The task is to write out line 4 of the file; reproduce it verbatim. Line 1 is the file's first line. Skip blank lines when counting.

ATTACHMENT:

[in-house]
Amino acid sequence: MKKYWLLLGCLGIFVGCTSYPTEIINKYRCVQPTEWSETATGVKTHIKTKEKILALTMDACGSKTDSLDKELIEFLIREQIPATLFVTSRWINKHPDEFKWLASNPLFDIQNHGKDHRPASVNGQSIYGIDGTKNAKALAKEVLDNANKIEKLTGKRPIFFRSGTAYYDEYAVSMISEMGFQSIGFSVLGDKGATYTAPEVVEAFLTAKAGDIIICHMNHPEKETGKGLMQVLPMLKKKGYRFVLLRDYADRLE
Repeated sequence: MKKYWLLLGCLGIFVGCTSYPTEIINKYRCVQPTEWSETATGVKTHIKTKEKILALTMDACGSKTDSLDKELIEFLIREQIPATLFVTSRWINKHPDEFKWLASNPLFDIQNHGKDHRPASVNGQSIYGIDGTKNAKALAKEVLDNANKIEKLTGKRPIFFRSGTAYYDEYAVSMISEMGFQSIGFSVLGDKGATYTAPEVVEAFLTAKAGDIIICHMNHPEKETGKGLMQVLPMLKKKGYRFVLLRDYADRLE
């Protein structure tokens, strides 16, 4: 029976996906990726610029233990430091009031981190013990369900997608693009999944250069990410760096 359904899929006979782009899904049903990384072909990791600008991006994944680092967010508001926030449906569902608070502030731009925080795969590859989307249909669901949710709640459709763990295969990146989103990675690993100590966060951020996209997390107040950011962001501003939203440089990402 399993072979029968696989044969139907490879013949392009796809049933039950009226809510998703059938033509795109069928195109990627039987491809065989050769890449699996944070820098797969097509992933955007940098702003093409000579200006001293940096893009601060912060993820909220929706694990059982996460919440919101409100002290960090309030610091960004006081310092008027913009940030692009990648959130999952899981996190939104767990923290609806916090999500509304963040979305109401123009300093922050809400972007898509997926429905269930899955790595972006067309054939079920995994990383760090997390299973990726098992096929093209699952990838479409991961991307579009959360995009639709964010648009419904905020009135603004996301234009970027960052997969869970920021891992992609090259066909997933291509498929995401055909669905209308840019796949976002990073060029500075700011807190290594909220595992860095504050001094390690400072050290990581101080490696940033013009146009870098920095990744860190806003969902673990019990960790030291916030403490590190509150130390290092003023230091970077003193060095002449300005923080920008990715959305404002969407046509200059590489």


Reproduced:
């Protein structure tokens, strides 16, 4: 029976996906990726610029233990430091009031981190013990369900997608693009999944250069990410760096 359904899929006979782009899904049903990384072909990791600008991006994944680092967010508001926030449906569902608070502030731009925080795969590859989307249909669901949710709640459709763990295969990146989103990675690993100590966060951020996209997390107040950011962001501003939203440089990402 399993072979029968696989044969139907490879013949392009796809049933039950009226809510998703059938033509795109069928195109990627039987491809065989050769890449699996944070820098797969097509992933955007940098702003093409000579200006001293940096893009601060912060993820909220929706694990059982996460919440919101409100002290960090309030610091960004006081310092008027913009940030692009990648959130999952899981996190939104767990923290609806916090999500509304963040979305109401123009300093922050809400972007898509997926429905269930899955790595972006067309054939079920995994990383760090997390299973990726098992096929093209699952990838479409991961991307579009959360995009639709964010648009419904905020009135603004996301234009970027960052997969869970920021891992992609090259066909997933291509498929995401055909669905209308840019796949976002990073060029500075700011807190290594909220595992860095504050001094390690400072050290990581101080490696940033013009146009870098920095990744860190806003969902673990019990960790030291916030403490590190509150130390290092003023230091970077003193060095002449300005923080920008990715959305404002969407046509200059590489």